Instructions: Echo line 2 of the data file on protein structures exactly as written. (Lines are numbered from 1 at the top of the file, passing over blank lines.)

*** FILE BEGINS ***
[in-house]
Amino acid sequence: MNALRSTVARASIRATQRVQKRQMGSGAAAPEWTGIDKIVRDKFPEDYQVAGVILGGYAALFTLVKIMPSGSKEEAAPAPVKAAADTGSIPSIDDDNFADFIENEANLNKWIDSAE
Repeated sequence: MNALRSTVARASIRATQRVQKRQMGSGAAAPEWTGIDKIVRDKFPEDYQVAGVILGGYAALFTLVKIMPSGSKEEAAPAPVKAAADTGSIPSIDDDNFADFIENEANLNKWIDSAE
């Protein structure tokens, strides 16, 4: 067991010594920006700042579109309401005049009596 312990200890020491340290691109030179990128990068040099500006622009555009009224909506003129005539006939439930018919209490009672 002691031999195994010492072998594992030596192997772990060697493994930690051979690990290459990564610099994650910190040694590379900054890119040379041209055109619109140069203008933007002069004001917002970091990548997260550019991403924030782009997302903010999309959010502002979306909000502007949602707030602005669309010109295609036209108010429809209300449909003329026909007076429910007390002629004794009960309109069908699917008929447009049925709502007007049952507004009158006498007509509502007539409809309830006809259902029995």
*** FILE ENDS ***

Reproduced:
Amino acid sequence: MNALRSTVARASIRATQRVQKRQMGSGAAAPEWTGIDKIVRDKFPEDYQVAGVILGGYAALFTLVKIMPSGSKEEAAPAPVKAAADTGSIPSIDDDNFADFIENEANLNKWIDSAE